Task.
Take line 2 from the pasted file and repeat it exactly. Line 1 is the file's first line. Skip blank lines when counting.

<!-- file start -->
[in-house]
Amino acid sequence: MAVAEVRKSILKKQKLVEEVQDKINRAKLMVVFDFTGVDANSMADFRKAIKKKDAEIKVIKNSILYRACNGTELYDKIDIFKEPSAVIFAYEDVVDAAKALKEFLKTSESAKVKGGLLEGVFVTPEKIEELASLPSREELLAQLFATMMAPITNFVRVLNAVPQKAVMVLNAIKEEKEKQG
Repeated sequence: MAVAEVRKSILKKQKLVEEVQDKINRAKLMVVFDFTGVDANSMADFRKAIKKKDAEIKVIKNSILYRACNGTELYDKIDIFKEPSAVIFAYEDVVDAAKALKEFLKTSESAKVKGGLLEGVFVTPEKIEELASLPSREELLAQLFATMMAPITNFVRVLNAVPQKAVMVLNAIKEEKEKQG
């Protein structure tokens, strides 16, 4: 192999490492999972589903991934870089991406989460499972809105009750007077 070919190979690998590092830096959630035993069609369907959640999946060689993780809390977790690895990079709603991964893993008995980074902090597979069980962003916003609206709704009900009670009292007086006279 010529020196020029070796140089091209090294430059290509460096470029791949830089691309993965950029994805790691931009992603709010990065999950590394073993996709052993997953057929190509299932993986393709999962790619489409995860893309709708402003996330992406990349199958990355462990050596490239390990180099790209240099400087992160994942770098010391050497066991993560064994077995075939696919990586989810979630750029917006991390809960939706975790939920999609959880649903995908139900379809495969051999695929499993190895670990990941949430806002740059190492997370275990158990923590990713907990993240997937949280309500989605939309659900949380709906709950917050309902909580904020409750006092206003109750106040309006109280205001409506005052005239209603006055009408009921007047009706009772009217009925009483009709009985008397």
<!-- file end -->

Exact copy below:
Amino acid sequence: MAVAEVRKSILKKQKLVEEVQDKINRAKLMVVFDFTGVDANSMADFRKAIKKKDAEIKVIKNSILYRACNGTELYDKIDIFKEPSAVIFAYEDVVDAAKALKEFLKTSESAKVKGGLLEGVFVTPEKIEELASLPSREELLAQLFATMMAPITNFVRVLNAVPQKAVMVLNAIKEEKEKQG